It might sound like a game of Master Plan could take forever, since whenever you fall off the board you just go back to your starting space and get some new cards. It’s conceivable you and your group could fall into a horrible cycle of everyone laying out murderous traps for anyone who gets too close to the trophy, and finding yourselves stuck playing Master Plan for the entirety of your Saturday, like a hideous boardgame-themed Groundhog Day. However, a full game of Master Plan will only takes about 30 minutes tops, all thanks to Sudden Death mode. Once the draw pile runs out (which happens like that if you’re playing with four or more people), the discard pile is shuffled into a new draw and Sudden Death engages. Once that happens, falling off the board means you’re permanently out of the game, and the last man standing gets the
million billion dollars by default.
This creates a slick tonal shift in the mid-game. At the beginning, everyone is rushing headlong to get to the prize and not worrying too much about dying, since back in their starting space they can hop over revealed cards to catch up quickly, and chances are they’ll get to draw more cards than they have to discard from falling. Then Sudden Death kicks in and everyone’s tiptoeing around, trying their best to memorize who put which cards where, and terrified that when Steve laid down a card in the middle and a card near his position that he’s just set up yet another bomb to be remotely detonated from the safety of a big red button.
By the way, bombs are mean. Observe the the table both before and after a bomb below:
“It’s surprisingly cerebral,” said one of my gaming buddies last night. He’s absolutely right: for such a short filler game, there’s a lot of potential to hatch cruel plots, or, even better, laser blasters to remove a card right out from under your buddy’s feet and send him to his probably-alligator-oriented doom. And falling into your own trap because you forgot exactly where you put that devilish card last turn, or getting caught in your own bomb blast, is sublime.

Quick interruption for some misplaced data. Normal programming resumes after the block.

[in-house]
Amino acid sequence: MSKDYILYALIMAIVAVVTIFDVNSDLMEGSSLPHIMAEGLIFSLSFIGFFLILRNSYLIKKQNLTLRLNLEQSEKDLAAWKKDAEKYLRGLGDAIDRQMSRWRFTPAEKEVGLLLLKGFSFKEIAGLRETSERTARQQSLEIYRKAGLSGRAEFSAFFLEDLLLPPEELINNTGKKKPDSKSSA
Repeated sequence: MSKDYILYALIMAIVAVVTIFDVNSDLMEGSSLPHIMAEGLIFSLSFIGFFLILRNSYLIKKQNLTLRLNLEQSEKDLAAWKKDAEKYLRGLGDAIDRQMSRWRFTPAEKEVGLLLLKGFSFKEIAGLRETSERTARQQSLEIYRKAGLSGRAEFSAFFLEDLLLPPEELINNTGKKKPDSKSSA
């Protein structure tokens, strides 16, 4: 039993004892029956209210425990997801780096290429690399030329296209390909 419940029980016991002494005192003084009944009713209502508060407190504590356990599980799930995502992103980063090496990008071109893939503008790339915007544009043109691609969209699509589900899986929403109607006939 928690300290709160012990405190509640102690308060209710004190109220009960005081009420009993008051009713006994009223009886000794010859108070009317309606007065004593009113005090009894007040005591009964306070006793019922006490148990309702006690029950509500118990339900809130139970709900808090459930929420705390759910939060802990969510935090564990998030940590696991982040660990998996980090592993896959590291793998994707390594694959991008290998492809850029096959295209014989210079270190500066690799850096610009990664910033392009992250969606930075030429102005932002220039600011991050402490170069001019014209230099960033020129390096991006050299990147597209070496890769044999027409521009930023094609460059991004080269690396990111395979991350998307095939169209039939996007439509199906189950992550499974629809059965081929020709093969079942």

Still, there are three things that hold me back from giving Master Plan the glowing recommendation I want to give it.
We’ll start with the minor ones. First, its fun quotient is scaled directly to how many players you can bring to it. Four to six players make for the best experience, while playing with only two or three is a bit dull — with so few, it’s a very real possibility that someone will win by actually reaching the cash instead of being the last conniving jerk standing out of a pack of conniving jerks. Second, each of the six supervillains comes with an optional superpower. These are incredibly imbalanced; for instance, Dr. Badmahn gets to draw a free card if he places at least 3 cards on his turn. This sounds fine, right up until you hear about how Mysterious M gets to look at a face-down card anywhere on the table at the end of each of his turns, which makes it nearly impossible to trick him into stepping onto that teleporter you were going to use to steer him into your Perfect Trap. Other powers are similarly under/overwhelming, so it’s best to just ignore them.
My third concern is a bigger issue: other than your starting space and the trophy itself, there are only nine varieties of cards, so there isn’t all that much surprise to be had after just a couple games. It seems like there was a lot of potential here for the designer to have just gone wild with it, adding all sorts of strange and wonderful cards into the mix — different styles of teleporters, minions, nefarious tools, of course alligators, game show-hating superheroes, etc. Instead, Master Plan is a very fun filler game that isn’t quite as complete as it could have been.
Even so, I’m not complaining too much. It’s certainly better than I expected, and everyone at my table was laughing and having a great time while we played it, which is some of the highest praise I can give. We’ll definitely be playing it again. 7/10
I love this game... Here's the quick comment gave after a first play...
Finally had a chance to play this and did as the designer recommended; we didn't use the super powers of the villains.
Anyway, I found this game extremely clever. Some bluffing, some strategic play, and some simply comical situations. I gave this a 9, not because it is overly strategic, but simply because it is fun and yet still isn't brainless. Its luck factor keeps it from getting a 10, but it is a light game, so this is perfectly suitable. For such a light game, it is worthy a high score (most light games for me are much lower). Kudos to Brad for the design!